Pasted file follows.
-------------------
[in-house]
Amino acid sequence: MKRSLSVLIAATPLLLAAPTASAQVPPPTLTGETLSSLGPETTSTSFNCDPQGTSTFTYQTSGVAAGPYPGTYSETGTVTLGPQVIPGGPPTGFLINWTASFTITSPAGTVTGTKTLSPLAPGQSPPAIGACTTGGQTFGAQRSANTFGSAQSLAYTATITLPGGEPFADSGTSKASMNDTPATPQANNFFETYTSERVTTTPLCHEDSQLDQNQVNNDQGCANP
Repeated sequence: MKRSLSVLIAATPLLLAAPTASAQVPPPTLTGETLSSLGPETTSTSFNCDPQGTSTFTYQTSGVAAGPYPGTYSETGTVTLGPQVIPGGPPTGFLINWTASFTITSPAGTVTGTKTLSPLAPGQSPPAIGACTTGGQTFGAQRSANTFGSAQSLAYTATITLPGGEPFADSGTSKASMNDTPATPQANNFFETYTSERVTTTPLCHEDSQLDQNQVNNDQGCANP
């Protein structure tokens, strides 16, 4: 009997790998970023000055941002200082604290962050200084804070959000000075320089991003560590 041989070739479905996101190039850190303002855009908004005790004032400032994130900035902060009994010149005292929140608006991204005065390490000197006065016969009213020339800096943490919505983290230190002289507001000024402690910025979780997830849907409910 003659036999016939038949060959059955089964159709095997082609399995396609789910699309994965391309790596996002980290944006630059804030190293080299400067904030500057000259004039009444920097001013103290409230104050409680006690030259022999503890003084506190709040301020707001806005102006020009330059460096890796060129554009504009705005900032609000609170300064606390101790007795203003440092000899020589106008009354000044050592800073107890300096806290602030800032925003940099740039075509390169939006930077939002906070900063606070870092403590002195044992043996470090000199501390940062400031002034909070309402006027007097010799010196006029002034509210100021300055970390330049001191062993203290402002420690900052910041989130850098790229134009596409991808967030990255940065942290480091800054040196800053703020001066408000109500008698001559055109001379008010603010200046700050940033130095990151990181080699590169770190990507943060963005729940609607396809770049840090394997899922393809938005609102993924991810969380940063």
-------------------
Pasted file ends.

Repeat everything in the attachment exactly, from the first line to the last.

[in-house]
Amino acid sequence: MKRSLSVLIAATPLLLAAPTASAQVPPPTLTGETLSSLGPETTSTSFNCDPQGTSTFTYQTSGVAAGPYPGTYSETGTVTLGPQVIPGGPPTGFLINWTASFTITSPAGTVTGTKTLSPLAPGQSPPAIGACTTGGQTFGAQRSANTFGSAQSLAYTATITLPGGEPFADSGTSKASMNDTPATPQANNFFETYTSERVTTTPLCHEDSQLDQNQVNNDQGCANP
Repeated sequence: MKRSLSVLIAATPLLLAAPTASAQVPPPTLTGETLSSLGPETTSTSFNCDPQGTSTFTYQTSGVAAGPYPGTYSETGTVTLGPQVIPGGPPTGFLINWTASFTITSPAGTVTGTKTLSPLAPGQSPPAIGACTTGGQTFGAQRSANTFGSAQSLAYTATITLPGGEPFADSGTSKASMNDTPATPQANNFFETYTSERVTTTPLCHEDSQLDQNQVNNDQGCANP
């Protein structure tokens, strides 16, 4: 009997790998970023000055941002200082604290962050200084804070959000000075320089991003560590 041989070739479905996101190039850190303002855009908004005790004032400032994130900035902060009994010149005292929140608006991204005065390490000197006065016969009213020339800096943490919505983290230190002289507001000024402690910025979780997830849907409910 003659036999016939038949060959059955089964159709095997082609399995396609789910699309994965391309790596996002980290944006630059804030190293080299400067904030500057000259004039009444920097001013103290409230104050409680006690030259022999503890003084506190709040301020707001806005102006020009330059460096890796060129554009504009705005900032609000609170300064606390101790007795203003440092000899020589106008009354000044050592800073107890300096806290602030800032925003940099740039075509390169939006930077939002906070900063606070870092403590002195044992043996470090000199501390940062400031002034909070309402006027007097010799010196006029002034509210100021300055970390330049001191062993203290402002420690900052910041989130850098790229134009596409991808967030990255940065942290480091800054040196800053703020001066408000109500008698001559055109001379008010603010200046700050940033130095990151990181080699590169770190990507943060963005729940609607396809770049840090394997899922393809938005609102993924991810969380940063």